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01/01/2014

5 Qualities of Design Mastery

Is it possible to reverse-engineer the lives of design masters to map out the route to success? Maybe not, but there are at least five basic qualities, embodied in IIDA Fellows, that play an important role in the mastery of design.

By Felice Silverman, IIDA

 
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    2013 IIDA Fellow: Barbara Dellinger, FIIDA, MA, EDAC, AAHID, CID (HDR Architecture) View larger

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    2013 IIDA Fellow: Judy Pesek, FIIDA, LEED AP (Gensler) View larger

  • /Portals/3/images/magazine/2014/0114/I_0114_Web_IIDA_3.jpg

    2013 IIDA Fellow: Jim Williamson, FIIDA, LEED AP (Gensler) View larger

When I was asked about what makes a master of design, my initial impulse was to design the answer. Instinctively, I reached for consistencies in the lives of the designers I respect, and which I try to maintain in my own life and career. It quickly occurred to me that the traits that make a master of design are much the same as what IIDA recognizes in its Fellows, and that those qualities are pretty well defined.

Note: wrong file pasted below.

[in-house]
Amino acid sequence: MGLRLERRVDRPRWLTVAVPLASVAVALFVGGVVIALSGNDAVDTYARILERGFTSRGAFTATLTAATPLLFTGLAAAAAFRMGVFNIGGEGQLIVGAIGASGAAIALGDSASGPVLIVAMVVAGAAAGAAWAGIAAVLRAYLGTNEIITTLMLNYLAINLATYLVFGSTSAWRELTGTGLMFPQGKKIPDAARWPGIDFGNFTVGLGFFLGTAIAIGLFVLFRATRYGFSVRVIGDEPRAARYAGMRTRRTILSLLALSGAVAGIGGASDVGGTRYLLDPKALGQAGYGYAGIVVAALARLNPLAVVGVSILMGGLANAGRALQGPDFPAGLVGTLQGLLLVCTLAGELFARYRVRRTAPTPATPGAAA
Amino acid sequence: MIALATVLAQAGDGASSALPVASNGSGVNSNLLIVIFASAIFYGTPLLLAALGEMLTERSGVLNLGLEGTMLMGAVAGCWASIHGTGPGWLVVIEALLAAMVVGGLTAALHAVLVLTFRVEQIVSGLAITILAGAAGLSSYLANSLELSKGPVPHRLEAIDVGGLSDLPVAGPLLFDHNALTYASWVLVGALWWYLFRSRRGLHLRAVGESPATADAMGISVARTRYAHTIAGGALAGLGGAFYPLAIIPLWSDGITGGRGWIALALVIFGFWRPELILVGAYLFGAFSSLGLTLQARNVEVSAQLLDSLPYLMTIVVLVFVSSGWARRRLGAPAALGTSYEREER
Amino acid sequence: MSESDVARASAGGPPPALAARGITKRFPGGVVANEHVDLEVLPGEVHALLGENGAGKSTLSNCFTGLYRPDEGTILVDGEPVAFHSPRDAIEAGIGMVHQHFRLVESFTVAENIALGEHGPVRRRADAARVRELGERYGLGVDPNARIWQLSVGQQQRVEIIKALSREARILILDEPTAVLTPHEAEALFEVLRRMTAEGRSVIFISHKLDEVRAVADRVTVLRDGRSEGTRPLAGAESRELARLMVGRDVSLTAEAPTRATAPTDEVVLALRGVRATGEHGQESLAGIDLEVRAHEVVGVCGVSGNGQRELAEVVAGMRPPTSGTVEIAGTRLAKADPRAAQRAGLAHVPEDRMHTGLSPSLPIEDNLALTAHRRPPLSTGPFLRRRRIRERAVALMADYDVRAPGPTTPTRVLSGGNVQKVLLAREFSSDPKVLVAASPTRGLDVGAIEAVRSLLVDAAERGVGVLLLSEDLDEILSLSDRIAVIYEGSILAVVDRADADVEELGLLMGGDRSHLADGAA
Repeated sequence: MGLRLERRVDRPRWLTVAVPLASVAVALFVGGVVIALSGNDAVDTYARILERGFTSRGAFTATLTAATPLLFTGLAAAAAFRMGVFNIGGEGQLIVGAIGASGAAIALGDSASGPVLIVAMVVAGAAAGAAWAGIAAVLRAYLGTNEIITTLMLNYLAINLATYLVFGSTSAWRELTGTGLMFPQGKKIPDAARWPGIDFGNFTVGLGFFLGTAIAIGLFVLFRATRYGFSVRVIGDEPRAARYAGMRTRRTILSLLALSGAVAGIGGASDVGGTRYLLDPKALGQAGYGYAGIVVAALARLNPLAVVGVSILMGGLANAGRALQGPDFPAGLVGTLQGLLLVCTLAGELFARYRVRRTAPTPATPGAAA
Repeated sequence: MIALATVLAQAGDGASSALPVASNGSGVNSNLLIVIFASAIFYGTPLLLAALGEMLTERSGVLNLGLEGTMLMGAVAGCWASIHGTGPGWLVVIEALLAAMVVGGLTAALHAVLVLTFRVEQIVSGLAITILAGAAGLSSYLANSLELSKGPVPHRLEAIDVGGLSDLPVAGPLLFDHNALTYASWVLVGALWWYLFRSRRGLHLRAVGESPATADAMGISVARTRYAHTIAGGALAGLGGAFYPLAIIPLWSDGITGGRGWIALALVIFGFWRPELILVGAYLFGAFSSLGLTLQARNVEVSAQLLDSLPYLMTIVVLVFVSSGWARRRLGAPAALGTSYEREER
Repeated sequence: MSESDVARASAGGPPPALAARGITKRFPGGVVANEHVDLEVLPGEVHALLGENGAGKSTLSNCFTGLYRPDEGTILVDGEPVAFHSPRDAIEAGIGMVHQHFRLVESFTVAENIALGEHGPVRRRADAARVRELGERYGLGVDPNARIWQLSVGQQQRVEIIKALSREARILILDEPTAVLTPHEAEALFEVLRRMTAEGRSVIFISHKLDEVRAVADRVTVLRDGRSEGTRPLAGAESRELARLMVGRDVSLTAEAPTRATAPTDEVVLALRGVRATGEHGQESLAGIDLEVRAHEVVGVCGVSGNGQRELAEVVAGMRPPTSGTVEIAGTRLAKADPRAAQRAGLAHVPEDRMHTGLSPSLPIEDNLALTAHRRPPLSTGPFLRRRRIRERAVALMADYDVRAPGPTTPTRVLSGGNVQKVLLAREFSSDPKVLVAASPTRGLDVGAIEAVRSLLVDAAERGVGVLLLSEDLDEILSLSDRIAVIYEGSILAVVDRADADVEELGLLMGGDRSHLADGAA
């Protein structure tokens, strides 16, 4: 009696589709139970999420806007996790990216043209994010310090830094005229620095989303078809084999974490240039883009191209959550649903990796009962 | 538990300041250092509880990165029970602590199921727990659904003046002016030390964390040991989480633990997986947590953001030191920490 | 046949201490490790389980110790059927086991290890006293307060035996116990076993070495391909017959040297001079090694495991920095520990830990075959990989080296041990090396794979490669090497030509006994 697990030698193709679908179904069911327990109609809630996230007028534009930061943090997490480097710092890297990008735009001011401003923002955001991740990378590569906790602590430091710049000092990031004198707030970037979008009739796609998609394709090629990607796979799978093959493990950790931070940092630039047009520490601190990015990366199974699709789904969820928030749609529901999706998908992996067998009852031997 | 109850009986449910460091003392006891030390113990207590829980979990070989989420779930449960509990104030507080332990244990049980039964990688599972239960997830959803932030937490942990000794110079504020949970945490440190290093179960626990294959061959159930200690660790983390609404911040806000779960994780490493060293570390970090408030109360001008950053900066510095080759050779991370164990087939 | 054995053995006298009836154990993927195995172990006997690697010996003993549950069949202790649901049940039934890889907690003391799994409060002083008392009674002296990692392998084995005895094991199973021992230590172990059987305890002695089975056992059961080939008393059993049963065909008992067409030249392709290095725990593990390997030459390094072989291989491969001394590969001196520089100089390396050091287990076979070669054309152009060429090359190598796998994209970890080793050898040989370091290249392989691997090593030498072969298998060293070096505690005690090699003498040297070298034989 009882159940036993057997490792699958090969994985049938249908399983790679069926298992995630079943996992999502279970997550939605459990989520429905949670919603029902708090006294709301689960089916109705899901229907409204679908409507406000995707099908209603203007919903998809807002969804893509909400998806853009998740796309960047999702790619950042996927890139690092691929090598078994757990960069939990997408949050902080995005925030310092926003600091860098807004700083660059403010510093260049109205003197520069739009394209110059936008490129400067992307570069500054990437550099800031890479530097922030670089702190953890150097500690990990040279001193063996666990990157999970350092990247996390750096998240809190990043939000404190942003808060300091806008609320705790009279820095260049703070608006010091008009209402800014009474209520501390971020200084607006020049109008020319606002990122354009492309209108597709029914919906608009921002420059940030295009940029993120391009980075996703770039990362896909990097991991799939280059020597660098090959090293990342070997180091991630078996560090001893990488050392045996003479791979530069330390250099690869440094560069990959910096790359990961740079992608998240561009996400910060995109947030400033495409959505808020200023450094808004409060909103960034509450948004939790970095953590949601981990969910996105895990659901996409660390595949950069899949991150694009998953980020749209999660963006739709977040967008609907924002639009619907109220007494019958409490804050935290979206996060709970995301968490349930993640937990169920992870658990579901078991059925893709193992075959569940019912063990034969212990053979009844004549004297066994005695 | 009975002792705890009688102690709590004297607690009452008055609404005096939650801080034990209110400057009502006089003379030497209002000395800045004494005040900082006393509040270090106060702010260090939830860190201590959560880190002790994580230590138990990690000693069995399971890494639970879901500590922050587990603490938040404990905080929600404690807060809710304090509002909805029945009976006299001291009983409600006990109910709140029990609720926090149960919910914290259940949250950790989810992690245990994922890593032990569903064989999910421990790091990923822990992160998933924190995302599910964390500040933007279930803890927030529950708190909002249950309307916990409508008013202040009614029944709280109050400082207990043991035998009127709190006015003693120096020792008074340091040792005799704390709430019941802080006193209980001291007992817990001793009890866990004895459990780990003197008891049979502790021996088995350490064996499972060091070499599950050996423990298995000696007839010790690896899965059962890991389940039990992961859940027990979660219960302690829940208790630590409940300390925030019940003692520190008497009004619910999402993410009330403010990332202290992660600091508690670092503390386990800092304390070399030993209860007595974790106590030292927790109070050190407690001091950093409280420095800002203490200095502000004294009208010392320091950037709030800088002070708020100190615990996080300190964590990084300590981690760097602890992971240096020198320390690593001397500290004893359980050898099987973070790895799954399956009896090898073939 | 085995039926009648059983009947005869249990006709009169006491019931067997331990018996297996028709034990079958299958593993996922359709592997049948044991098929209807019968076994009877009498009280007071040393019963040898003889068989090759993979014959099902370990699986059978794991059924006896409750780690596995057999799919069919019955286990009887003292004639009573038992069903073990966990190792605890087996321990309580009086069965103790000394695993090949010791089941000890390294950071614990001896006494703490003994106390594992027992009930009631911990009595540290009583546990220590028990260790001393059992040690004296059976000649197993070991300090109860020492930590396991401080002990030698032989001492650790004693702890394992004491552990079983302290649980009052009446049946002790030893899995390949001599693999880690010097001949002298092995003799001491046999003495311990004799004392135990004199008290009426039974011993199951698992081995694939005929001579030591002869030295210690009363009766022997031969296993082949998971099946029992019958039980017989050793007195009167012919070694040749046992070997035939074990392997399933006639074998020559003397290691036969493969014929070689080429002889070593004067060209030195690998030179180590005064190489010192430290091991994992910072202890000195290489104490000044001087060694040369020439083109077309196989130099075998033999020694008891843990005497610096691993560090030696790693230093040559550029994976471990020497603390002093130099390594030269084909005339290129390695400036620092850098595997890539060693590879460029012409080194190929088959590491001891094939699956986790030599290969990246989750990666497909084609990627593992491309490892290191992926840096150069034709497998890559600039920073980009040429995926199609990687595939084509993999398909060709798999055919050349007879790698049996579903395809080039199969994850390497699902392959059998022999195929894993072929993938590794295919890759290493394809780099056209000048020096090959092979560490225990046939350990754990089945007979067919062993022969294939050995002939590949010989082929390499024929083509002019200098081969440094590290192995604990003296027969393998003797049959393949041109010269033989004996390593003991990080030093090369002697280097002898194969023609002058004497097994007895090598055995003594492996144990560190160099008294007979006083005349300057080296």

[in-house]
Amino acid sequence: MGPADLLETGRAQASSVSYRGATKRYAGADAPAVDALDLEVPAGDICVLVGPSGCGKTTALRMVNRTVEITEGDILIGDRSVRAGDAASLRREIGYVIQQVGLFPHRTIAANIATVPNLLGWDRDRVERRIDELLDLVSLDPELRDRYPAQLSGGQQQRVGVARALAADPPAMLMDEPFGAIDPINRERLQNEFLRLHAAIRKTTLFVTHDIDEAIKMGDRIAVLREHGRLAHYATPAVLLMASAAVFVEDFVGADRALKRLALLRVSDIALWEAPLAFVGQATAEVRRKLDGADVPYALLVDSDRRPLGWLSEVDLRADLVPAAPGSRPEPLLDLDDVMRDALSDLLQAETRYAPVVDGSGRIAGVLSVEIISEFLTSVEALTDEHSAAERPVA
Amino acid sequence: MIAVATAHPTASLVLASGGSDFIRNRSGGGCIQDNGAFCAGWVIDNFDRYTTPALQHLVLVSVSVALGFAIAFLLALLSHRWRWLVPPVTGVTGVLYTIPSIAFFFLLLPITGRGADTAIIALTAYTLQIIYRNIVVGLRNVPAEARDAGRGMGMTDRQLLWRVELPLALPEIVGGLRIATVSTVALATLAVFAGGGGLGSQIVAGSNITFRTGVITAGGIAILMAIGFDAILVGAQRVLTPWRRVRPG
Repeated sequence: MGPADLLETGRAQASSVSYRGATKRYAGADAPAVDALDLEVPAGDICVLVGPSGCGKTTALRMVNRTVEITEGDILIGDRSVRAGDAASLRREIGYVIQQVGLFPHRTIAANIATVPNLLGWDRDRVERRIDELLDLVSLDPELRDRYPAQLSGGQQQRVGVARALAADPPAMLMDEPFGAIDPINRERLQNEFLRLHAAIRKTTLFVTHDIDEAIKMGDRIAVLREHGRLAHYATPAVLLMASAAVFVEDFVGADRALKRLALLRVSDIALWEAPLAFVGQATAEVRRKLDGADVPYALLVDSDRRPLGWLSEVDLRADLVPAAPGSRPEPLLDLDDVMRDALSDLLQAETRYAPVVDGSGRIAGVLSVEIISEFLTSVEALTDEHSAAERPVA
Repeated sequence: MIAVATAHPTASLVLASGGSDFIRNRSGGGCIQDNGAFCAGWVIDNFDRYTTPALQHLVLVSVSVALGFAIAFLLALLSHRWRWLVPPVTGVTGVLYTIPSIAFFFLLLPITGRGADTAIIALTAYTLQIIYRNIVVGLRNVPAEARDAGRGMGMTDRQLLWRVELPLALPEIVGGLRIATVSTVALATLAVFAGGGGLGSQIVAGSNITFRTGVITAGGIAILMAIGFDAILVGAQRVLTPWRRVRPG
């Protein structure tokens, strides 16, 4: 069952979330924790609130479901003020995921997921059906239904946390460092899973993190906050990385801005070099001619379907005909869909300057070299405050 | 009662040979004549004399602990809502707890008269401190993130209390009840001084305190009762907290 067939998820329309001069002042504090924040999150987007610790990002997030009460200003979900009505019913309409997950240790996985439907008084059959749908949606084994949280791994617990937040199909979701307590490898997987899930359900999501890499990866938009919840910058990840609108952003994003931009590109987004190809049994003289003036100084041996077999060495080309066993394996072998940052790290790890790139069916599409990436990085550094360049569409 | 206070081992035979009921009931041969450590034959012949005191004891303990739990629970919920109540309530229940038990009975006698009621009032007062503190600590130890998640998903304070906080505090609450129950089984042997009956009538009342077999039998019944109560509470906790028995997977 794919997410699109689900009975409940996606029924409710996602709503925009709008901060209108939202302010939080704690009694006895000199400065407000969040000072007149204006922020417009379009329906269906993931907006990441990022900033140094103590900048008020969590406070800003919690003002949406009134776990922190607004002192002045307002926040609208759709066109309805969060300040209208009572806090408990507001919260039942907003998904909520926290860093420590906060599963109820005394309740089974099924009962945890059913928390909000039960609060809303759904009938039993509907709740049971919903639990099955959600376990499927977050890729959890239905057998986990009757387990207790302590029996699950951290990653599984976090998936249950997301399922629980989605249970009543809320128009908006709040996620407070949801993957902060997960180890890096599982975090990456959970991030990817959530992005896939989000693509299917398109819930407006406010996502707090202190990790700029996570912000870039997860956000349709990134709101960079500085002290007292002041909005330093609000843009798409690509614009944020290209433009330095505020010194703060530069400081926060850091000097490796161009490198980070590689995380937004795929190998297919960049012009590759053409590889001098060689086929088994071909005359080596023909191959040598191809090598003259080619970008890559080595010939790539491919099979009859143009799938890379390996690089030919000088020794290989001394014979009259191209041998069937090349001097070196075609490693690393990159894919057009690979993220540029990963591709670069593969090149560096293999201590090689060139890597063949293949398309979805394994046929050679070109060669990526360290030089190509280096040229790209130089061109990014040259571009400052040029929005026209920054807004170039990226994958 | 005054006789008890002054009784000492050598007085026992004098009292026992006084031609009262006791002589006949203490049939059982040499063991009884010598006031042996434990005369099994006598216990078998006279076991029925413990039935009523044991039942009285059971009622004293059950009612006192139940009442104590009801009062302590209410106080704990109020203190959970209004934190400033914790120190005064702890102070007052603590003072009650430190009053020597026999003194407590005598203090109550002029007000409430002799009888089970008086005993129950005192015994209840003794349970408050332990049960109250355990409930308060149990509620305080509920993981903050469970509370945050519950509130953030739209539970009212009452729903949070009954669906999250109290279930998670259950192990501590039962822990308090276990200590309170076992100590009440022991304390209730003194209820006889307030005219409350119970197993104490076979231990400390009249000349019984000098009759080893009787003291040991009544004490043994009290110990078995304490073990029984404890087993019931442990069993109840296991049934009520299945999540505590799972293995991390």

Induction into the IIDA College of Fellows is the highest honor that IIDA bestows on its members. Fellows typically are outstanding professionals and leaders, immersing themselves in advancing design through education, mentoring aspiring designers, serving on committees, and taking part in initiatives that benefit the profession. Like others before them, this year’s inductees—Barbara Dellinger, FIIDA, MA, EDAC, AAHID, CID (HDR Architecture, Alexandria, Va.); Judy Pesek, FIIDA, LEED AP (Gensler, Dallas, Texas); and Jim Williamson, FIIDA, LEED AP (Gensler, Washington, D.C.)—exhibit those five chief characteristics common to those who have truly mastered the art of design.

commitment
No one gets anywhere in design—or in anything, for that matter—without a lot of this. Vision will get you so far, but commitment is demonstrated in the amount of effort you expend in achieving your goal. For masters of design, that commitment is total. Design isn’t part of life—it is life, and it’s evidenced by everything one does, from deliberately integrating one’s self in the design world to approaching everyday problems from a design perspective. No one becomes an IIDA Fellow without enormous commitment, not just to one’s own work but to the profession itself.